Spotted salamanders are active at night, so they are hard to see in the woods. They often live in underground tunnels made by other animals, such as small mouse-like shrews. You can sometimes find them under logs.
They are larger than we usually think of salamanders as being. Adults grow to 6 to 8 inches in length – half a foot or more. They eat such creatures as insects, worms, and spiders, often lying in wait for them in a tunnel entrance.
Spotted salamanders are also surprisingly long-lived. They can live 18 years or more. During their lifetimes, they return many times to breed in the very same vernal pool where they hatched. Only a small percentage of salamanders switch to a different pool.
How do they know where to go? Their homing ability may be based on their sense of smell. It takes them back, often along the same route each time.
How do they know when to go? Their cue may be a combination of rain and temperature. On a rainy spring night, when for the first time it's warmer at the surface than it is deep underground, the spotted salamanders set out. In our area, this cue usually comes in March, and the migration starts.
Males usually arrive first, followed by the females. The salamanders swim around one another in a swirling mating dance. Males deposit packets of sperm in the pool, and females take up the packet deposited by the male of their choice.
Later the females deposit fertilized eggs in masses that are often the size of baseballs. Eggs start to hatch in May. Young salamanders have legs and gills, but they take on adult form and use their lungs in time to leave the water in mid-summer when the pools start to dry up.
Although the salamanders aren't easy to see, you can find signs of them by spotting the egg masses. They're usually attached to twigs or stems a few inches underwater. The eggs are surrounded by jelly that can be clear, milky, or even green. (The green comes from algae growing in the egg masses. The algae actually benefits the developing salamanders by providing extra oxygen).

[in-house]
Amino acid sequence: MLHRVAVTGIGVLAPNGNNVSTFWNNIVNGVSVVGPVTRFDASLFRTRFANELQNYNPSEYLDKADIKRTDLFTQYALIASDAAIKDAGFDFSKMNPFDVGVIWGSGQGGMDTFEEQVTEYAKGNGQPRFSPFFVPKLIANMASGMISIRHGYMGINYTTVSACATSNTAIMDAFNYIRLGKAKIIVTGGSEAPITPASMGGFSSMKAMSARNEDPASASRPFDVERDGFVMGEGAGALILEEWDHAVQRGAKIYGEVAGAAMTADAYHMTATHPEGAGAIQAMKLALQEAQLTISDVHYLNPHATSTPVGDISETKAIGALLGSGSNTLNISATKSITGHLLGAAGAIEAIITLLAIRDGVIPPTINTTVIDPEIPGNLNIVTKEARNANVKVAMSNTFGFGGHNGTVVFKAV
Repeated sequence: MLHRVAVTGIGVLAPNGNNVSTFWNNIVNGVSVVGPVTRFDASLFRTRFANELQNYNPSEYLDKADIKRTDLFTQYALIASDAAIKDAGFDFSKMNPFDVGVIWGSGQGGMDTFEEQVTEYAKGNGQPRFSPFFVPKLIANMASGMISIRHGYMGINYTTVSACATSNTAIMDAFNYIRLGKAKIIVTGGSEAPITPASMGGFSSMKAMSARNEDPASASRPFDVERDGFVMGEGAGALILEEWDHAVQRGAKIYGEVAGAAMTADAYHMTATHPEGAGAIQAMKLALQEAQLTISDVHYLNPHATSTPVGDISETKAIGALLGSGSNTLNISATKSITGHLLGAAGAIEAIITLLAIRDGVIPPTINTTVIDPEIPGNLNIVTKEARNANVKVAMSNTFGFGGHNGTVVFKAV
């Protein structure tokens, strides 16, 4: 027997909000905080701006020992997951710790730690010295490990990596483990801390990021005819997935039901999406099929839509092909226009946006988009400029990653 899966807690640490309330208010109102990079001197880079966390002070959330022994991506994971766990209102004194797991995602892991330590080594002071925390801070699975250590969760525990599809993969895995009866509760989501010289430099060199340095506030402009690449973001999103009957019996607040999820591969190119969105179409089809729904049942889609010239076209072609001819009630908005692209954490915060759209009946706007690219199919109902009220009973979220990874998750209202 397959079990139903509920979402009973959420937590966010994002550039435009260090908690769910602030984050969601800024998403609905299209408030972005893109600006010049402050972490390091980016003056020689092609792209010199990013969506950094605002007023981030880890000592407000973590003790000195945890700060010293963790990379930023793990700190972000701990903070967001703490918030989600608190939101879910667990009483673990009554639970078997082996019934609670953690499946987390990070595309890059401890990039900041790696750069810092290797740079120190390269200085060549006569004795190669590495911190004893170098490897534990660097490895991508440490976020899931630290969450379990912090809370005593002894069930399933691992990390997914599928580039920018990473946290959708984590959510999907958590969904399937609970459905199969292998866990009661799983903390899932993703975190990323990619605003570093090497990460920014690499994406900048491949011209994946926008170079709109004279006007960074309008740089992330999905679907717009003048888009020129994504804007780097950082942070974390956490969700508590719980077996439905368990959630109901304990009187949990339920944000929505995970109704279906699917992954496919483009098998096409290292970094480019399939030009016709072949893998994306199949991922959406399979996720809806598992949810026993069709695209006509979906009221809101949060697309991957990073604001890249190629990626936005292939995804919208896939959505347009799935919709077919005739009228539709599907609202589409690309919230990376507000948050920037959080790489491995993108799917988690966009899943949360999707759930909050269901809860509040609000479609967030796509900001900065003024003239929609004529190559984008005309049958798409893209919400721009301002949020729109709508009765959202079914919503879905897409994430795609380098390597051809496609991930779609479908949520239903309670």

Egg masses from spotted salamanders and certain other amphibians are one kind of key evidence that's used in certifying a vernal pool. Of course, a photo of an egg mass from just any frog or salamander won't do. It has to be an egg mass from an animal that serves as a "vernal pool indicator" because it needs a vernal pool for breeding.
Besides spotted salamanders, these animals include wood frogs (Rana sylvatica); two Massachusetts "species of special concern" – blue-spotted salamanders (Ambystoma laterale) and Jefferson salamanders (Ambystoma jeffersonianum); and two species deemed "threatened" in Massachusetts – marbled salamanders (Ambystoma opacum) and spadefoot toads (Scaphiopus holbrookii holbrookii).
When you're out in the woods this spring, on the Charm Bracelet or other trails in town or behind your house, look for some of Westborough's vernal pools. The loud daytime croaking of wood frogs, which sounds more like quacking, is often a clue.